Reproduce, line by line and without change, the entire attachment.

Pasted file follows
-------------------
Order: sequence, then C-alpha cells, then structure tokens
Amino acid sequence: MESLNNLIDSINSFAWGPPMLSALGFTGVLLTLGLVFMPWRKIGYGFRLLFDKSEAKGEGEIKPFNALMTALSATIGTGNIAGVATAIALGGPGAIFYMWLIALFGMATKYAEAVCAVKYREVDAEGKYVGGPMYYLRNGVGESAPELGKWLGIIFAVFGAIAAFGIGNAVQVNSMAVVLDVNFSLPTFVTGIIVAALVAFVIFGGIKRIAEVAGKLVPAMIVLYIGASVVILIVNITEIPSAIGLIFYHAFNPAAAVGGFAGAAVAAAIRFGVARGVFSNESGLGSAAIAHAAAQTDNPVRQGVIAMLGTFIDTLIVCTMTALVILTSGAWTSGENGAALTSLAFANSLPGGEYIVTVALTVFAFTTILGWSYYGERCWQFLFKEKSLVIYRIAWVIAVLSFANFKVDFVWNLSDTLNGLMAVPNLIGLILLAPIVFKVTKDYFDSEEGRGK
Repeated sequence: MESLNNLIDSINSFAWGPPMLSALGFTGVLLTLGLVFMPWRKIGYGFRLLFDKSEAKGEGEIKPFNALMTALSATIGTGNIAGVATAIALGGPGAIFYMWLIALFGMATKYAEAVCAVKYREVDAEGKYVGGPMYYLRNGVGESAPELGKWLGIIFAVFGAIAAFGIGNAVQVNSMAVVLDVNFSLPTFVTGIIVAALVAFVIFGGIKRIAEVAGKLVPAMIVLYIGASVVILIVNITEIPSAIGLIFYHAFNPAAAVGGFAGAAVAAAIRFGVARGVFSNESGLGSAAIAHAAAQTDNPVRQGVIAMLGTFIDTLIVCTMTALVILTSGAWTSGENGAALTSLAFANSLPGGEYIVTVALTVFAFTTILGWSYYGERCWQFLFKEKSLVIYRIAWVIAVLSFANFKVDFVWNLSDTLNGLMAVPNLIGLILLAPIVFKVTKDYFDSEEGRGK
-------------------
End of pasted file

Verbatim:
Order: sequence, then C-alpha cells, then structure tokens
Amino acid sequence: MESLNNLIDSINSFAWGPPMLSALGFTGVLLTLGLVFMPWRKIGYGFRLLFDKSEAKGEGEIKPFNALMTALSATIGTGNIAGVATAIALGGPGAIFYMWLIALFGMATKYAEAVCAVKYREVDAEGKYVGGPMYYLRNGVGESAPELGKWLGIIFAVFGAIAAFGIGNAVQVNSMAVVLDVNFSLPTFVTGIIVAALVAFVIFGGIKRIAEVAGKLVPAMIVLYIGASVVILIVNITEIPSAIGLIFYHAFNPAAAVGGFAGAAVAAAIRFGVARGVFSNESGLGSAAIAHAAAQTDNPVRQGVIAMLGTFIDTLIVCTMTALVILTSGAWTSGENGAALTSLAFANSLPGGEYIVTVALTVFAFTTILGWSYYGERCWQFLFKEKSLVIYRIAWVIAVLSFANFKVDFVWNLSDTLNGLMAVPNLIGLILLAPIVFKVTKDYFDSEEGRGK
Repeated sequence: MESLNNLIDSINSFAWGPPMLSALGFTGVLLTLGLVFMPWRKIGYGFRLLFDKSEAKGEGEIKPFNALMTALSATIGTGNIAGVATAIALGGPGAIFYMWLIALFGMATKYAEAVCAVKYREVDAEGKYVGGPMYYLRNGVGESAPELGKWLGIIFAVFGAIAAFGIGNAVQVNSMAVVLDVNFSLPTFVTGIIVAALVAFVIFGGIKRIAEVAGKLVPAMIVLYIGASVVILIVNITEIPSAIGLIFYHAFNPAAAVGGFAGAAVAAAIRFGVARGVFSNESGLGSAAIAHAAAQTDNPVRQGVIAMLGTFIDTLIVCTMTALVILTSGAWTSGENGAALTSLAFANSLPGGEYIVTVALTVFAFTTILGWSYYGERCWQFLFKEKSLVIYRIAWVIAVLSFANFKVDFVWNLSDTLNGLMAVPNLIGLILLAPIVFKVTKDYFDSEEGRGK